In this book, "Conqueror", author Stephen Baxter continues the "Time's Tapestry" series he began with "Emperor". Like the first book, it is a book with interesting historical detail, some strong and weak characters, all written into a series of different story arcs taking place in sequential sections of time. This makes for an interesting novel, and one that is stronger than "Emperor".
"Conqueror" begins in the same way that "Emperor did", with a new prophecy (although uttered at the end of "Emperor") that shapes the actions of the characters who try to divine and use it for their own ends. Like "Emperor", it is set in Great Britain, although this is a Britain shaped by waves of post-Roman invaders such as the Danes and Angles, as well as the full advent of Christianity. Baxter reveals his story through separate story arcs that take place in sequential periods of time (such as 793 AD, 1064 AD, and so forth), although the characters in the arcs are usually connected by either family or contact.
The historical detail in this novel is rich and, to the best of my knowledge, reasonably accurate. Baxter uses this to create some very good imagery, both mundane and terrible (one scene describes a particularly gruesome and savage act of brutality by one of his characters). Although the characters are still mixed in quality, virtually all of them are fleshed out well, and even the weakest of them is stronger than the weakest-constructed characters in "Emperor".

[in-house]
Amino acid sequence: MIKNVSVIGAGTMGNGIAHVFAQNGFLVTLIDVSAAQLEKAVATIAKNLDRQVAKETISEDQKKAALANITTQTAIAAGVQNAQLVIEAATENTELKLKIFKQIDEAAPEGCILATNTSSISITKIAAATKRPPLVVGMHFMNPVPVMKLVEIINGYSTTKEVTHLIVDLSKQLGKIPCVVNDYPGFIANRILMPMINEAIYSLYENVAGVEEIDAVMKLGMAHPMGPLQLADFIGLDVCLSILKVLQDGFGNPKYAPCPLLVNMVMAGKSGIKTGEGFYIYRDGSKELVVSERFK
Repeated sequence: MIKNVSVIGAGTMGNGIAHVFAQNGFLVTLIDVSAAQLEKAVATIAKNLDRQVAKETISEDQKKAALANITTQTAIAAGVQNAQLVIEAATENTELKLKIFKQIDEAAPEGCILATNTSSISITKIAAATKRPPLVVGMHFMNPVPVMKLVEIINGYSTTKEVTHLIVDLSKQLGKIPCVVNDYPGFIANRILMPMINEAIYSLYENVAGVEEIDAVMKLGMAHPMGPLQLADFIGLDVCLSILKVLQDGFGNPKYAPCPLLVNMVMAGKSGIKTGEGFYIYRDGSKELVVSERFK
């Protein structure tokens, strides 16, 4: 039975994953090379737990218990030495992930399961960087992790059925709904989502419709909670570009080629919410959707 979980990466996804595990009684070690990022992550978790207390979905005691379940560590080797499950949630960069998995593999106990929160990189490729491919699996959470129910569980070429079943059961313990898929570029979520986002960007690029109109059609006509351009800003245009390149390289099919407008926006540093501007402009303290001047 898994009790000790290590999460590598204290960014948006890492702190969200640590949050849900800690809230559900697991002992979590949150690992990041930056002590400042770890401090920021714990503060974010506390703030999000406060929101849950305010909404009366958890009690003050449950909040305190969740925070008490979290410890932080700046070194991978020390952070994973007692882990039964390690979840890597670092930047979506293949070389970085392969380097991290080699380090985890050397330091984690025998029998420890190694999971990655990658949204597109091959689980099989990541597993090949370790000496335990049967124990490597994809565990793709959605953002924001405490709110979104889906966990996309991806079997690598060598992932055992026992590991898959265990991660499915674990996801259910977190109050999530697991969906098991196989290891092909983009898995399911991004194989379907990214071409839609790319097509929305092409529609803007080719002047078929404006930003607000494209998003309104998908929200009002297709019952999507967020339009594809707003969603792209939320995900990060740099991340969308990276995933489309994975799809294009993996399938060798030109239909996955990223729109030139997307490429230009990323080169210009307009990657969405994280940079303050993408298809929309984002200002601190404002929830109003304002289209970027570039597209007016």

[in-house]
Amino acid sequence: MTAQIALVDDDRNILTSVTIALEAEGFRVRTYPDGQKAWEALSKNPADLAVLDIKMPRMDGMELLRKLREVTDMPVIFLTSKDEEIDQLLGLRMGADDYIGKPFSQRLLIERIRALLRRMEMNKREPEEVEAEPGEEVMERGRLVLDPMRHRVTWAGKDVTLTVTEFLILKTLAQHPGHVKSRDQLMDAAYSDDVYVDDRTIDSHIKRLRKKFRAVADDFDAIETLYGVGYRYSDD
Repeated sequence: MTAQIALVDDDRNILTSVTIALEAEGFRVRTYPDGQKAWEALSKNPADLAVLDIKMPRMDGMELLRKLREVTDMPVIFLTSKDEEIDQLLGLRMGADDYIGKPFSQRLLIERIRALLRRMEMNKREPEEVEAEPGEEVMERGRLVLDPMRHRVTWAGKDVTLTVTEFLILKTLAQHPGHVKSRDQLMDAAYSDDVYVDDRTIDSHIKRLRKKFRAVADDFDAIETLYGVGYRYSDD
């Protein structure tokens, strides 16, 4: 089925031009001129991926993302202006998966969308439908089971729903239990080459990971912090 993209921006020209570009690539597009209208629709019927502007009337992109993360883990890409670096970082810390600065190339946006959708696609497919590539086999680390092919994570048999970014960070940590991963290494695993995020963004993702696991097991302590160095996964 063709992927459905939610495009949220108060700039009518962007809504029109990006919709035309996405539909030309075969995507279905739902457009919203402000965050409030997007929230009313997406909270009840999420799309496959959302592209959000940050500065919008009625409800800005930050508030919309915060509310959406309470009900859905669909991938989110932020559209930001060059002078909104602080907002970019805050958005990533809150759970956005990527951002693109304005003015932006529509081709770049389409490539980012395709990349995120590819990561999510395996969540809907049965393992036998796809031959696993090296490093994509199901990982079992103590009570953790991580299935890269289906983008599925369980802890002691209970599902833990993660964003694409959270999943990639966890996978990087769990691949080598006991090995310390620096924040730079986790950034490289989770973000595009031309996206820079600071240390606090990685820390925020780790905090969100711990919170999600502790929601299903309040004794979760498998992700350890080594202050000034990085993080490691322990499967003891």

Like its predecessor, this novel is still largely historical fiction; rather than showing a changed past and changing future, it mostly shows the key events where changes might have occurred due to the effect of the prophecy, even if they do not end up doing so. The mysterious force called "The Weaver" remains as shrouded in mystery as he/she/it was at the beginning of the series, and the nature of the intervention in time's tapestry remains largely an attempt to shift what would otherwise be a real historical time-line.
This is probably the best novel in the "Time's Tapestry series". While I would not recommend it to anyone who has not read "Emperor", it is overall a solid book.